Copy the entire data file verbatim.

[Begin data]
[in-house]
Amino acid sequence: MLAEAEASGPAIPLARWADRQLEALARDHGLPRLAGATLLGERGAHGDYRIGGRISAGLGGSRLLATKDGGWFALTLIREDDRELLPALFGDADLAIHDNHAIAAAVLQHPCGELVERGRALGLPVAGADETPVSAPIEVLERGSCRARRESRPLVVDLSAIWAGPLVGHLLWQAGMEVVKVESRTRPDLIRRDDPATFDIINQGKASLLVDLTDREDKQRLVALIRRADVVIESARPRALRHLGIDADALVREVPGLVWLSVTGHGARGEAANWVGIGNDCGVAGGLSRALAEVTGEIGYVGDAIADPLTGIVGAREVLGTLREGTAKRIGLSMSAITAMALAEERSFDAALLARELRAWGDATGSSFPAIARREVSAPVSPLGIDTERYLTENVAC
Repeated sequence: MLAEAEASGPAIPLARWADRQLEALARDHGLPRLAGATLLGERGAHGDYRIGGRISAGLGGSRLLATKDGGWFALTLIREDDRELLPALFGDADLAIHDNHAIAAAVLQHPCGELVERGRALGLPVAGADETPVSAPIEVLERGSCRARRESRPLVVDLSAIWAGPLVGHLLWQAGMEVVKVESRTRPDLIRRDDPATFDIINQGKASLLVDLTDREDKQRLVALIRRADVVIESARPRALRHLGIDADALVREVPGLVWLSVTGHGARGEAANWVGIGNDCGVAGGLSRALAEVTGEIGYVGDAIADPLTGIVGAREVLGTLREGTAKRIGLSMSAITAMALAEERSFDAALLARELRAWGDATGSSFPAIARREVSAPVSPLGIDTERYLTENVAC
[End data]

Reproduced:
[in-house]
Amino acid sequence: MLAEAEASGPAIPLARWADRQLEALARDHGLPRLAGATLLGERGAHGDYRIGGRISAGLGGSRLLATKDGGWFALTLIREDDRELLPALFGDADLAIHDNHAIAAAVLQHPCGELVERGRALGLPVAGADETPVSAPIEVLERGSCRARRESRPLVVDLSAIWAGPLVGHLLWQAGMEVVKVESRTRPDLIRRDDPATFDIINQGKASLLVDLTDREDKQRLVALIRRADVVIESARPRALRHLGIDADALVREVPGLVWLSVTGHGARGEAANWVGIGNDCGVAGGLSRALAEVTGEIGYVGDAIADPLTGIVGAREVLGTLREGTAKRIGLSMSAITAMALAEERSFDAALLARELRAWGDATGSSFPAIARREVSAPVSPLGIDTERYLTENVAC
Repeated sequence: MLAEAEASGPAIPLARWADRQLEALARDHGLPRLAGATLLGERGAHGDYRIGGRISAGLGGSRLLATKDGGWFALTLIREDDRELLPALFGDADLAIHDNHAIAAAVLQHPCGELVERGRALGLPVAGADETPVSAPIEVLERGSCRARRESRPLVVDLSAIWAGPLVGHLLWQAGMEVVKVESRTRPDLIRRDDPATFDIINQGKASLLVDLTDREDKQRLVALIRRADVVIESARPRALRHLGIDADALVREVPGLVWLSVTGHGARGEAANWVGIGNDCGVAGGLSRALAEVTGEIGYVGDAIADPLTGIVGAREVLGTLREGTAKRIGLSMSAITAMALAEERSFDAALLARELRAWGDATGSSFPAIARREVSAPVSPLGIDTERYLTENVAC